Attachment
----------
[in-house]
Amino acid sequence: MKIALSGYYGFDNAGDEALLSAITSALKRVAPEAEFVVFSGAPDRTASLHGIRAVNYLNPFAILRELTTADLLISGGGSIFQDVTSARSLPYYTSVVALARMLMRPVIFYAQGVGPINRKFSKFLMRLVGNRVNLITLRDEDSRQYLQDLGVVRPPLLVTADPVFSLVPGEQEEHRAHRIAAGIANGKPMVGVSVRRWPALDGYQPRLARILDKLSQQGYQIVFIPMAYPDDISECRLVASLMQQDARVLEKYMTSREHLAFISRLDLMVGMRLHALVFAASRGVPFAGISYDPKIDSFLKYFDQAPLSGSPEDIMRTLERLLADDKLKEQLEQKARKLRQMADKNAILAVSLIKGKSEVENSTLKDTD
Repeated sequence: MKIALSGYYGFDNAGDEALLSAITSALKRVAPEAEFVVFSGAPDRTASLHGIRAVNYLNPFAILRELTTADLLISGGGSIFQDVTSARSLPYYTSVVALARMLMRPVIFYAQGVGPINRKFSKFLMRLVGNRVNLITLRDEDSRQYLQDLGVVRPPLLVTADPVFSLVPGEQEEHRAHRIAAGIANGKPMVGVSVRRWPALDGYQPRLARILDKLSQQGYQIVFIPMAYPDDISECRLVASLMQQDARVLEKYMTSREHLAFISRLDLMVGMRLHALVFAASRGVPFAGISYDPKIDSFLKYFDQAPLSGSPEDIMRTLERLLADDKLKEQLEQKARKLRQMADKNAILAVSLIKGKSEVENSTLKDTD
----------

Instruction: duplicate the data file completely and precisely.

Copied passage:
[in-house]
Amino acid sequence: MKIALSGYYGFDNAGDEALLSAITSALKRVAPEAEFVVFSGAPDRTASLHGIRAVNYLNPFAILRELTTADLLISGGGSIFQDVTSARSLPYYTSVVALARMLMRPVIFYAQGVGPINRKFSKFLMRLVGNRVNLITLRDEDSRQYLQDLGVVRPPLLVTADPVFSLVPGEQEEHRAHRIAAGIANGKPMVGVSVRRWPALDGYQPRLARILDKLSQQGYQIVFIPMAYPDDISECRLVASLMQQDARVLEKYMTSREHLAFISRLDLMVGMRLHALVFAASRGVPFAGISYDPKIDSFLKYFDQAPLSGSPEDIMRTLERLLADDKLKEQLEQKARKLRQMADKNAILAVSLIKGKSEVENSTLKDTD
Repeated sequence: MKIALSGYYGFDNAGDEALLSAITSALKRVAPEAEFVVFSGAPDRTASLHGIRAVNYLNPFAILRELTTADLLISGGGSIFQDVTSARSLPYYTSVVALARMLMRPVIFYAQGVGPINRKFSKFLMRLVGNRVNLITLRDEDSRQYLQDLGVVRPPLLVTADPVFSLVPGEQEEHRAHRIAAGIANGKPMVGVSVRRWPALDGYQPRLARILDKLSQQGYQIVFIPMAYPDDISECRLVASLMQQDARVLEKYMTSREHLAFISRLDLMVGMRLHALVFAASRGVPFAGISYDPKIDSFLKYFDQAPLSGSPEDIMRTLERLLADDKLKEQLEQKARKLRQMADKNAILAVSLIKGKSEVENSTLKDTD